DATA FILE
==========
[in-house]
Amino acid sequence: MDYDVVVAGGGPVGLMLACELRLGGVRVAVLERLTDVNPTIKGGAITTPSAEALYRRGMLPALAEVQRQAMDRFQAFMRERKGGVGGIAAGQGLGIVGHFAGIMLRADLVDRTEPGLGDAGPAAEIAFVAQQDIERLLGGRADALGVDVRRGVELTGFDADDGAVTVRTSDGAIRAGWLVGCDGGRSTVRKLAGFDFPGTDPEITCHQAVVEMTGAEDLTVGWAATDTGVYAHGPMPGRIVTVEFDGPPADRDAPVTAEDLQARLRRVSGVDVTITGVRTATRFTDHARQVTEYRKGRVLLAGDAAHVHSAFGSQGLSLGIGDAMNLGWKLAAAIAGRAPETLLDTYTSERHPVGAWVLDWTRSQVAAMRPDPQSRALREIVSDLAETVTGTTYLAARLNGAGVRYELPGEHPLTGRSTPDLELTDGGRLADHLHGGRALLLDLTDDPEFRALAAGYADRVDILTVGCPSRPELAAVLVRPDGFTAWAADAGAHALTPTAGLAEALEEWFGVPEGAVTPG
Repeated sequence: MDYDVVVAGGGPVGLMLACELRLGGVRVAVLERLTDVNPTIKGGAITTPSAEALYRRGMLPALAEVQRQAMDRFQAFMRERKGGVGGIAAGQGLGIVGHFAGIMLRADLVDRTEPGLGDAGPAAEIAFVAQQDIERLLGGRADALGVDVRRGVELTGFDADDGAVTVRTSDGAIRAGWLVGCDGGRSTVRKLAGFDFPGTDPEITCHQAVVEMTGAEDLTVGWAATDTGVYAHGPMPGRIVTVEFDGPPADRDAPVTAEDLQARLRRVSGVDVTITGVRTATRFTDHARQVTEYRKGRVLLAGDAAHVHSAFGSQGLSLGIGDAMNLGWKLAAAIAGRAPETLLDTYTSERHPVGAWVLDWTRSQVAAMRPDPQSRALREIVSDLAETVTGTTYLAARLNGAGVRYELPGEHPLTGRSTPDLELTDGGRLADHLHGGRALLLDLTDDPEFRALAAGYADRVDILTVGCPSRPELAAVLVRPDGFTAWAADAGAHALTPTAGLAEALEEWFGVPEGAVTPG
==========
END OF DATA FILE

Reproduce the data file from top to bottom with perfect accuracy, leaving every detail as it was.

[in-house]
Amino acid sequence: MDYDVVVAGGGPVGLMLACELRLGGVRVAVLERLTDVNPTIKGGAITTPSAEALYRRGMLPALAEVQRQAMDRFQAFMRERKGGVGGIAAGQGLGIVGHFAGIMLRADLVDRTEPGLGDAGPAAEIAFVAQQDIERLLGGRADALGVDVRRGVELTGFDADDGAVTVRTSDGAIRAGWLVGCDGGRSTVRKLAGFDFPGTDPEITCHQAVVEMTGAEDLTVGWAATDTGVYAHGPMPGRIVTVEFDGPPADRDAPVTAEDLQARLRRVSGVDVTITGVRTATRFTDHARQVTEYRKGRVLLAGDAAHVHSAFGSQGLSLGIGDAMNLGWKLAAAIAGRAPETLLDTYTSERHPVGAWVLDWTRSQVAAMRPDPQSRALREIVSDLAETVTGTTYLAARLNGAGVRYELPGEHPLTGRSTPDLELTDGGRLADHLHGGRALLLDLTDDPEFRALAAGYADRVDILTVGCPSRPELAAVLVRPDGFTAWAADAGAHALTPTAGLAEALEEWFGVPEGAVTPG
Repeated sequence: MDYDVVVAGGGPVGLMLACELRLGGVRVAVLERLTDVNPTIKGGAITTPSAEALYRRGMLPALAEVQRQAMDRFQAFMRERKGGVGGIAAGQGLGIVGHFAGIMLRADLVDRTEPGLGDAGPAAEIAFVAQQDIERLLGGRADALGVDVRRGVELTGFDADDGAVTVRTSDGAIRAGWLVGCDGGRSTVRKLAGFDFPGTDPEITCHQAVVEMTGAEDLTVGWAATDTGVYAHGPMPGRIVTVEFDGPPADRDAPVTAEDLQARLRRVSGVDVTITGVRTATRFTDHARQVTEYRKGRVLLAGDAAHVHSAFGSQGLSLGIGDAMNLGWKLAAAIAGRAPETLLDTYTSERHPVGAWVLDWTRSQVAAMRPDPQSRALREIVSDLAETVTGTTYLAARLNGAGVRYELPGEHPLTGRSTPDLELTDGGRLADHLHGGRALLLDLTDDPEFRALAAGYADRVDILTVGCPSRPELAAVLVRPDGFTAWAADAGAHALTPTAGLAEALEEWFGVPEGAVTPG